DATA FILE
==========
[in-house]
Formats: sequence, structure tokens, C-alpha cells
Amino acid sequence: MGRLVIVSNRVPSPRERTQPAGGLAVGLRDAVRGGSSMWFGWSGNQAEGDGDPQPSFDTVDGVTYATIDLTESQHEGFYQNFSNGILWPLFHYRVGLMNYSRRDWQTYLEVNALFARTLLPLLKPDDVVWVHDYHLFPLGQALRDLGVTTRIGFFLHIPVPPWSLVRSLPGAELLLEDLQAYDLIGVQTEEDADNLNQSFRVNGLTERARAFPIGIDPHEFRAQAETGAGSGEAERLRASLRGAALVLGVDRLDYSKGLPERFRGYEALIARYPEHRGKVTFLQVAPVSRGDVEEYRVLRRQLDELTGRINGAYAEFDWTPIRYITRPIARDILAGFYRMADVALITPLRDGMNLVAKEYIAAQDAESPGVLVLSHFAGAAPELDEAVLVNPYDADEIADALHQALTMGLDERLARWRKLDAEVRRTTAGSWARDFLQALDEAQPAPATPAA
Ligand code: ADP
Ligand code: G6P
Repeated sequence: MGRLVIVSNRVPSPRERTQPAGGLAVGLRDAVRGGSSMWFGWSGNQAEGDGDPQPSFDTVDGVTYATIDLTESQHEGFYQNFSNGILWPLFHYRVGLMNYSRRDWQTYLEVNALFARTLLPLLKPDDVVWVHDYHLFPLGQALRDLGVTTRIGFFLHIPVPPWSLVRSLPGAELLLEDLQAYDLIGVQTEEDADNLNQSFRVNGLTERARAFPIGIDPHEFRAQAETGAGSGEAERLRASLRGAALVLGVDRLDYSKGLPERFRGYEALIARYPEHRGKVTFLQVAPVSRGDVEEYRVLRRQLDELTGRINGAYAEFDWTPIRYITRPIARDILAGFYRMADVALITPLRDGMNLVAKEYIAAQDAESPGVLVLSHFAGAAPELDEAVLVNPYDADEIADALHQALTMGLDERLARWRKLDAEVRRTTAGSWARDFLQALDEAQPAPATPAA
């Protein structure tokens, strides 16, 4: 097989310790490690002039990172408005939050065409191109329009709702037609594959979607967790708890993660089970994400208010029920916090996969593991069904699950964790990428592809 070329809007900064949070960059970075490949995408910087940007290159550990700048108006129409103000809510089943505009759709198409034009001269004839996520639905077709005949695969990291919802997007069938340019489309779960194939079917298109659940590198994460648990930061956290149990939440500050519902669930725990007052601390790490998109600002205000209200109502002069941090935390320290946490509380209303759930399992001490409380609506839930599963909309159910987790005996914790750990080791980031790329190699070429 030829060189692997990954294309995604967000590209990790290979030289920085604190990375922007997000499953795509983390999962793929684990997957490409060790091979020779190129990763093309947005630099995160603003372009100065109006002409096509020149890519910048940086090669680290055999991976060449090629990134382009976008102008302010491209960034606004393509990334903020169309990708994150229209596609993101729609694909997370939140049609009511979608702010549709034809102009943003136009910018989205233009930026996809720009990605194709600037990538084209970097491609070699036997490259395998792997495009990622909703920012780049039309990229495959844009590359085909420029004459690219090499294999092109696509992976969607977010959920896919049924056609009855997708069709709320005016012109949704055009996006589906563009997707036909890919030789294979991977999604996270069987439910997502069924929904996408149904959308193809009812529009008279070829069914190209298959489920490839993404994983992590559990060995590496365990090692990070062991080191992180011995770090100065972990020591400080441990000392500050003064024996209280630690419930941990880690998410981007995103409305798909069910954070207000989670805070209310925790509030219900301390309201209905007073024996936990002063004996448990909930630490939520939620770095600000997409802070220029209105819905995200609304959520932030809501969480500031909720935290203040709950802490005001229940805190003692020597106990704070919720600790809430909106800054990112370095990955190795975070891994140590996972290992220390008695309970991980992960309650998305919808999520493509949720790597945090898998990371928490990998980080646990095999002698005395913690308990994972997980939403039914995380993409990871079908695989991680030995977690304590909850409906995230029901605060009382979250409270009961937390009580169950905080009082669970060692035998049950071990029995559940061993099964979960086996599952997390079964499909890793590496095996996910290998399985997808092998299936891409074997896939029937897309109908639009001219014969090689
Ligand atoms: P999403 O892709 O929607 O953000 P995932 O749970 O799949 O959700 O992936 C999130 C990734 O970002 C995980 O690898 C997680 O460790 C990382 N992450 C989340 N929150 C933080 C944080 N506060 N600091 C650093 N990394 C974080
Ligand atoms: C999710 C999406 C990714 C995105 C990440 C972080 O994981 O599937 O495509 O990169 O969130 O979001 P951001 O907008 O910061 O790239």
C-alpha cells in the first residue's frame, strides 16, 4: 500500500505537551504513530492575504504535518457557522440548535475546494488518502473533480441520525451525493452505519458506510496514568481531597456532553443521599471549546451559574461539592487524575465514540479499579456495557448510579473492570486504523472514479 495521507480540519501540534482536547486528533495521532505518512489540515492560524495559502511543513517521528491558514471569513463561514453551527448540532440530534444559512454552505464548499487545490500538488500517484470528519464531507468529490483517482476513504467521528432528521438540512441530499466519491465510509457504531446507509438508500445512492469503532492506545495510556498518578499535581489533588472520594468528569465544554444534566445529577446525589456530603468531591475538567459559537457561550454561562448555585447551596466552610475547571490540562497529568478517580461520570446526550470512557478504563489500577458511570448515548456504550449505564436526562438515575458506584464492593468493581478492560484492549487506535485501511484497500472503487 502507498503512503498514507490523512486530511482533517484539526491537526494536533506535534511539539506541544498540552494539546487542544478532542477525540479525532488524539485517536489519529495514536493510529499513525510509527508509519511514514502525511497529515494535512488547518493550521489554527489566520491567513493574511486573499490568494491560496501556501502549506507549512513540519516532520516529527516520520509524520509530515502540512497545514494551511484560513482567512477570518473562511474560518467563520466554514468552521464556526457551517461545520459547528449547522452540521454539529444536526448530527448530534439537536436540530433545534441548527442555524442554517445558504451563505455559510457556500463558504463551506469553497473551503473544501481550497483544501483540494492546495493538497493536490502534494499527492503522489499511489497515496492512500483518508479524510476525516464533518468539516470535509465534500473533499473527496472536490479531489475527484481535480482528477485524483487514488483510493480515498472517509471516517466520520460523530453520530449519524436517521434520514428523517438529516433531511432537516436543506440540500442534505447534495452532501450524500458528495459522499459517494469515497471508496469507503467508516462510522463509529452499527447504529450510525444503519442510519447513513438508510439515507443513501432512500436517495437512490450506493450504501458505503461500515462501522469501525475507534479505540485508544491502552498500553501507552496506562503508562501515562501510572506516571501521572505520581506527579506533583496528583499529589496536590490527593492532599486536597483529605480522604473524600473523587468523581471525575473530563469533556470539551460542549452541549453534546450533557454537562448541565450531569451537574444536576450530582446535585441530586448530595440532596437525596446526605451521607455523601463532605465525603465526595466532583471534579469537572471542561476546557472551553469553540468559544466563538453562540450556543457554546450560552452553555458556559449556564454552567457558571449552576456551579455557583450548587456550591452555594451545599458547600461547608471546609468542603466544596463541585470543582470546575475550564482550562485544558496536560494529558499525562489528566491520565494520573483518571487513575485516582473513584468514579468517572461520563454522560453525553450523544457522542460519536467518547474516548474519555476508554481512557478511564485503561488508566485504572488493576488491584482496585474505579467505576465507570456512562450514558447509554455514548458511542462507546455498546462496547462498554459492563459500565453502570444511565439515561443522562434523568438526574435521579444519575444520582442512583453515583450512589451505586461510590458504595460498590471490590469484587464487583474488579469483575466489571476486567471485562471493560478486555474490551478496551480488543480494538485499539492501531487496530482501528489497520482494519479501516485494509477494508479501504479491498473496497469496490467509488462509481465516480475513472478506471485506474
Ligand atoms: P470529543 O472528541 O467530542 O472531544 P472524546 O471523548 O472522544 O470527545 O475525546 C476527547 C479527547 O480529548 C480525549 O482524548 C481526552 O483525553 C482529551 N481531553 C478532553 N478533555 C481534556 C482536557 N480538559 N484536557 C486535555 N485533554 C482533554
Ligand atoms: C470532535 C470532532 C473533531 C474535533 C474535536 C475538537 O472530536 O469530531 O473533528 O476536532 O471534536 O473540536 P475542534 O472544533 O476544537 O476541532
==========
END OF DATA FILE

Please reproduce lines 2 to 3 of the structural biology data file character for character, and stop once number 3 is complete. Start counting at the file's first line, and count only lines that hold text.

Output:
Formats: sequence, structure tokens, C-alpha cells
Amino acid sequence: MGRLVIVSNRVPSPRERTQPAGGLAVGLRDAVRGGSSMWFGWSGNQAEGDGDPQPSFDTVDGVTYATIDLTESQHEGFYQNFSNGILWPLFHYRVGLMNYSRRDWQTYLEVNALFARTLLPLLKPDDVVWVHDYHLFPLGQALRDLGVTTRIGFFLHIPVPPWSLVRSLPGAELLLEDLQAYDLIGVQTEEDADNLNQSFRVNGLTERARAFPIGIDPHEFRAQAETGAGSGEAERLRASLRGAALVLGVDRLDYSKGLPERFRGYEALIARYPEHRGKVTFLQVAPVSRGDVEEYRVLRRQLDELTGRINGAYAEFDWTPIRYITRPIARDILAGFYRMADVALITPLRDGMNLVAKEYIAAQDAESPGVLVLSHFAGAAPELDEAVLVNPYDADEIADALHQALTMGLDERLARWRKLDAEVRRTTAGSWARDFLQALDEAQPAPATPAA